Starting Hands

In Texas Hold'em, you start with two of a total of seven cards, and it's these two cards that shape how the hand plays out, as the strength of your starting hand is what determines whether you should play or not. A strong starting hand wins against a weak hand in at least three out of four cases. The reason for this is that the subsequent five cards can be used by all the players. If, for example, a player starts with and his opponent has , the latter either has to hit an , or make a straight or a flush in order to win. If the flop comes , both players would have a pair of aces, making the hands look equally strong. But the player holding will win 90% of the time. Therefore, in order to have the better hand as often as possible, you should only play good starting hands before the flop - a style of play which is known as 'tight'. In addition, it is important to play them consistently and aggressively. This article explains the difference between good and bad starting hands.

Pocket pairs - These are good starting hands, right?

Poker starting hands example with a pair of sevens.

If your hole cards form a pair, it can often mean you have a good hand. Obviously, the quality of your hand also depends on the rank of the pair.

In general there are two ways to win a hand at showdown:

  1. Have a better starting hand than your opponent, and hope their hand doesn't improve.
  2. The board brings a third card of the same rank to give you three-of-a-kind. Example: you are holding and the flop comes .

You can also make a straight or flush, but this rarely happens when you have a pocket pair as your starting hand. The probability of winning the hand without improving your own hand largely depends on the size of your pocket pair. If you are holding , which is the best starting hand in Texas Hold'em, your opponent has to make at least two pair in order to beat you. Even if the other cards don't help you, you have a good chance of winning. In contrast, if you have a small pocket pair such as , you will often lose against a middle or big pair. However, if you hit three-of-a-kind, you have a very strong hand which will win the pot in the majority of cases. Of course, two players can hit a set in the same hand, but this happens very rarely.

Unpaired cards - How are these evaluated as starting hands?

In most cases your starting hand won't be a pair, which makes determining it's strength more difficult. Consider these questions when assessing the strength of your hand:

1.   What rank are my cards?

This is the most important question. The advantage of high cards is that you have a much better chance of winning when you hit a pair. If you have , your opponent has and both of you make a pair, you will definitely win. Also, there's a good chance that nobody will hit anything and you'll win with the higher card (ace-high beats queen-high). It's definitely better to have two high cards because if you hit a pair, you not only have a big pair but a good kicker as well, which can often decide the hand. If you are holding a high card and a low card, e.g. , you have to be careful.

2.   Are my cards the same suit?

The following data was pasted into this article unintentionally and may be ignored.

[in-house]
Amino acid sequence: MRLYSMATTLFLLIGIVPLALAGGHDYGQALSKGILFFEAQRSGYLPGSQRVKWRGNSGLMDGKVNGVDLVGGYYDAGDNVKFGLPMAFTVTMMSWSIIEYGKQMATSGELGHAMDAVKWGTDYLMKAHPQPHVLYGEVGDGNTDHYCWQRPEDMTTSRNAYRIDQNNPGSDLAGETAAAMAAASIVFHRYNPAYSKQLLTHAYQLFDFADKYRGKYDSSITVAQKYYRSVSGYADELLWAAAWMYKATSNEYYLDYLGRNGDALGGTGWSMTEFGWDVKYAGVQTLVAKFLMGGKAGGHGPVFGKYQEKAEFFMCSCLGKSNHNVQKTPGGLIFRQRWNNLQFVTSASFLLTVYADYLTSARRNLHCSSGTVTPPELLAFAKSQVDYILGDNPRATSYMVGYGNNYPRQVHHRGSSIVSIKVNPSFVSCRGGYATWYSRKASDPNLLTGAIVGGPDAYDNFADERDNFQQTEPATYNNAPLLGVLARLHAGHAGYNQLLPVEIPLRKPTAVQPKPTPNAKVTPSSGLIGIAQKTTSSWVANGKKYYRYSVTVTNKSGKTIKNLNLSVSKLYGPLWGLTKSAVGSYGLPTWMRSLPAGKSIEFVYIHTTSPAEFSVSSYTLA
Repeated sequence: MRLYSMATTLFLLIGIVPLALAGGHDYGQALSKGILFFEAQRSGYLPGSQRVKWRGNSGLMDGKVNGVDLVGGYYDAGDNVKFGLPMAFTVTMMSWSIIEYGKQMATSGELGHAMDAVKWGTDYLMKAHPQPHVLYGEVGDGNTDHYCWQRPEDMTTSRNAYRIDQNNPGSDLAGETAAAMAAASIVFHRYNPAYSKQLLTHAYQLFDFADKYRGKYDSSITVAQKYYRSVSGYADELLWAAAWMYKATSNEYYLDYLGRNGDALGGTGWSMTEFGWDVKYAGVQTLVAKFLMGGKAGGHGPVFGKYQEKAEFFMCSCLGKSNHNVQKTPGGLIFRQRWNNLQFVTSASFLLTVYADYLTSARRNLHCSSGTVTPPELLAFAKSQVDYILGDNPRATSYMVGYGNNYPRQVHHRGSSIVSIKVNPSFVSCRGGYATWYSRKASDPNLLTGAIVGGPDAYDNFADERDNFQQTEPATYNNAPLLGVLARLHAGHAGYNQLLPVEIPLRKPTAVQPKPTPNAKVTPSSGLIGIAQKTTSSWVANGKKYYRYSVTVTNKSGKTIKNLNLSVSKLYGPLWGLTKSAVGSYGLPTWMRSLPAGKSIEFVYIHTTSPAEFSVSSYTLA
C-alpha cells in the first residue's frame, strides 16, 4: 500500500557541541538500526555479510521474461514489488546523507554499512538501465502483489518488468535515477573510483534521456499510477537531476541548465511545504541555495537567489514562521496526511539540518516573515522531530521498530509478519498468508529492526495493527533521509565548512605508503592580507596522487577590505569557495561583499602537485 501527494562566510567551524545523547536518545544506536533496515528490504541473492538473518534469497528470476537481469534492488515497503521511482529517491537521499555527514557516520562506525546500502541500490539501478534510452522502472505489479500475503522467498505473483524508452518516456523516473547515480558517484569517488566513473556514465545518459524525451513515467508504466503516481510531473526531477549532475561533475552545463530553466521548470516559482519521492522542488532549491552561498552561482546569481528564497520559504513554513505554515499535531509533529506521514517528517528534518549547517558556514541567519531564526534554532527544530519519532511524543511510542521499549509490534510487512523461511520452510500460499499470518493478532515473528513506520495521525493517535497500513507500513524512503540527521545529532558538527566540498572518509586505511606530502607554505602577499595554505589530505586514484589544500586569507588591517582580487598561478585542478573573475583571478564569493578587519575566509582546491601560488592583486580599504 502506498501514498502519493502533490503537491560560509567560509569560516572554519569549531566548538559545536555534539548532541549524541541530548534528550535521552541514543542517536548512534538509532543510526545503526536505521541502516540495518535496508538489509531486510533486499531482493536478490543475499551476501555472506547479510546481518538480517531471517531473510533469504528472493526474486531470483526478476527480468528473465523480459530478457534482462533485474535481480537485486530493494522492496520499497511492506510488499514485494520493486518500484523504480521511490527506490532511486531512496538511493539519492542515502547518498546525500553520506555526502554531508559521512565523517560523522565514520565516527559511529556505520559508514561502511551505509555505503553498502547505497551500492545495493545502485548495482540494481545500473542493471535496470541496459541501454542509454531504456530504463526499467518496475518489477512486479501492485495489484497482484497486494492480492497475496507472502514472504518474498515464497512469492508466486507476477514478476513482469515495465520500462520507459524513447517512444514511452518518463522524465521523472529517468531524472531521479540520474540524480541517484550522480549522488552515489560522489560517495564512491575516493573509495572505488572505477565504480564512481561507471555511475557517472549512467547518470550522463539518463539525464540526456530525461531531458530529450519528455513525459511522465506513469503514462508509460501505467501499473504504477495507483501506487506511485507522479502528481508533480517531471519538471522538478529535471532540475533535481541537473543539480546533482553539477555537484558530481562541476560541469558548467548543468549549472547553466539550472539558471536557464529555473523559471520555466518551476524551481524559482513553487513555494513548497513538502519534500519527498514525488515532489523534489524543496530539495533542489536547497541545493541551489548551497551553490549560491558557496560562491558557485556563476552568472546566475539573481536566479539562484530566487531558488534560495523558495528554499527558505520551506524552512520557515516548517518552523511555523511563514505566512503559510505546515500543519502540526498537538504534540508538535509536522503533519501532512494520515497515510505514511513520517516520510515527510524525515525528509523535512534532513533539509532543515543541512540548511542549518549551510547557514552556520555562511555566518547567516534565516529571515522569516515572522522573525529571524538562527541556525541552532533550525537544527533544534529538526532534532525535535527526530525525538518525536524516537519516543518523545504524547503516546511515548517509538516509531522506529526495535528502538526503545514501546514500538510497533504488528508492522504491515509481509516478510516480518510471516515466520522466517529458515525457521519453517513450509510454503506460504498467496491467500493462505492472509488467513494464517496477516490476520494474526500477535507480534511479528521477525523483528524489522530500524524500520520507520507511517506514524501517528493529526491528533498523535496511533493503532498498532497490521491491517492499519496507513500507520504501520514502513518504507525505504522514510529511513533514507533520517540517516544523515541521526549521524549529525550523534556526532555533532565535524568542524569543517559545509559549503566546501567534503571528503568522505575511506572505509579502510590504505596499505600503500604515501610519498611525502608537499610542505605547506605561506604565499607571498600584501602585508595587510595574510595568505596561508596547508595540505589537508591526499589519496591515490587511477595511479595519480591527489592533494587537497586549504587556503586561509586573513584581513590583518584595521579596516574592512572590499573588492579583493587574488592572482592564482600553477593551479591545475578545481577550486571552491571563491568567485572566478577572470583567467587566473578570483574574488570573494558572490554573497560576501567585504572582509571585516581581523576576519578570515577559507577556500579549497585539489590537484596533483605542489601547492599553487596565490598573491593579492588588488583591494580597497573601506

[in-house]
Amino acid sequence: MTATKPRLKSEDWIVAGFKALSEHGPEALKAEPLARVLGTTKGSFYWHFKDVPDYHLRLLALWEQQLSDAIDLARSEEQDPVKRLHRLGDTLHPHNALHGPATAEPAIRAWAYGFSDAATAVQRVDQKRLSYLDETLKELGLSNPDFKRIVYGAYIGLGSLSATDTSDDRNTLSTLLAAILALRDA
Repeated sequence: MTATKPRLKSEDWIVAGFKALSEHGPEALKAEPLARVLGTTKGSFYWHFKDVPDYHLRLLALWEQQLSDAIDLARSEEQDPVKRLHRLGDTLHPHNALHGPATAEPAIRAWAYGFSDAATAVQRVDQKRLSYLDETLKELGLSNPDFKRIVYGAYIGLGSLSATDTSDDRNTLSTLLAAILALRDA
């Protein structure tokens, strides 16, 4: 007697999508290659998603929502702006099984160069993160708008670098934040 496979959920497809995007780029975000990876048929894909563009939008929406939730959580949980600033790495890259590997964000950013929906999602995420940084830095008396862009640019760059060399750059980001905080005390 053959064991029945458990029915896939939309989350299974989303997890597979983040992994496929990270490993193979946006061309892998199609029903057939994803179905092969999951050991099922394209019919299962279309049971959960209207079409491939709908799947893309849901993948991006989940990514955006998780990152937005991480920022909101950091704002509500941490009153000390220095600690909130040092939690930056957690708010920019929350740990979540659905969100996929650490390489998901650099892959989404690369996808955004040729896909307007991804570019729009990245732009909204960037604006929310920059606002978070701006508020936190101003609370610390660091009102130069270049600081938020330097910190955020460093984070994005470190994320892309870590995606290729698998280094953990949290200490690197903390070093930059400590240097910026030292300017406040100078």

If you start with two cards of the same suit, the chance of making a flush is significantly higher. In addition, a flush formed with both of your hole cards is much stronger. If you hold and the board shows , you will probably have the best hand. However, if you are holding and the board is , you are often behind as any spade higher than an 8 beats you.

3.   Are my cards of a similar rank?

This is the decisive factor when attempting to make a straight. You have more chance of making a straight the closer in rank your hole cards are, e.g. . The bigger the gap, the less likely you are to make a straight. With a gap of four cards e.g. , it is no longer possible to make a straight using both cards. Connected cards of high rank are especially valuable. The best starting hand that isn't a pair is therefore ( or , etc). Low and unconnected cards of different suits are particularly weak, with considered to be the worst starting hand in Texas Hold'em. This is because it is two low cards that can not be used together to form a straight or a flush.

Groups of starting hands

This section divides starting hands into four groups and explain how they should be played.

Group 1: Monster starting hands

, ,

These are the best starting hands in Texas Hold'em poker. They should always be played, even from early and middle position or against an opponent's raise. It's advantageous to play these hands very aggressively, so you should definitely raise when you have a monster.

Group 2: Very strong hands

, , ,

These are all very strong hands, but considerably less valuable than the hands in Group 1. You should play and raise with them in the majority of cases. However, if there is a raise and a reraise in front of you, you should be very careful, and generally fold. The raiser or re-raiser could easily have a hand from Group 1, which clearly has you beat.

Group 3: Speculative starting hands

Any pair from to , with a to kicker, any suited ace, two suited cards or higher (e.g. ), , , two cards of the same suit with a maximum gap of two ranks ( and ).

All of these hands have a certain value, but aren't really that strong. In early position you should fold them. By contrast, in late position you should often raise, especially when all opponents in front of you have folded.

Group 4: Weak starting hands

All hands that don't belong to one of the three groups above fall into this category. You shouldn't play them, and fold them consistently.


The first decision in each hand is whether you want to play your starting hand or fold it. A good, solid strategy for this is the foundation for playing successful poker. If you implement the tips in this article and continue to play tight-aggressive after the flop, you will stand a very good chance of winning.